Charlotte Prodger has said she feels “overwhelmed” after winning the Turner Prize 2018 with her two short films centring around queer identity.
The Glasgow-based video artist collected the prestigious award from Chimamanda Ngozi Adichie during a ceremony in London on Tuesday evening.
One of the films she created – titled Bridgit – was shot on an iPhone and features Prodger reading from her diaries.
“The stories that I’m telling, although they’re mine and they’re personal, are stories that a lot of people – I guess queer people – have experienced,” she told BBC News.
Tate Britain director, Alex Farquharson, added: “It deals with gender as unfixed, as something fluid, as something not always conforming to society’s norms.”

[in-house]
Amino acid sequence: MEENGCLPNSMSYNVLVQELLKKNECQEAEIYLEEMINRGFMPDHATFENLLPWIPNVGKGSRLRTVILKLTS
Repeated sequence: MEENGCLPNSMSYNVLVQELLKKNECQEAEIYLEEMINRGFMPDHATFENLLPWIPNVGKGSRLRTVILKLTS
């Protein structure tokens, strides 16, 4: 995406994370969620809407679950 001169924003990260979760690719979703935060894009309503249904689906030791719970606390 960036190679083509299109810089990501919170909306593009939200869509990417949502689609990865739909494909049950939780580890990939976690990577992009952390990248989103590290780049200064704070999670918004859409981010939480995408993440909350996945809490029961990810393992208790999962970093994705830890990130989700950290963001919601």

‘The power of art to convey ideas is unique… we must ensure that those ideas are diverse, freely expressed and accessible to all’ – Chimamanda Ngozi Adichie, award-winning writer & presenter of 2018 #TurnerPrize
Image: Chimamanda Ngozi Adichie, Charlotte Prodger, Maria Balshaw pic.twitter.com/Pz9PaUVWv8
— Tate (@Tate) December 4, 2018
The Turner Prize annually recognises the very best in contemporary British art, honouring artists under the age of 50.
The winner takes home a prize of £25,000.
During her acceptance speech, Prodger spoke out for more funding in the arts and education sector saying that it played a huge role in nurturing her talent.
“I wouldn’t be in this room were it not for the public funding that I received from Scotland for free higher education,” she said.
The Turner Prize exhibition will now run at Tate Britain until 6 January, 2019.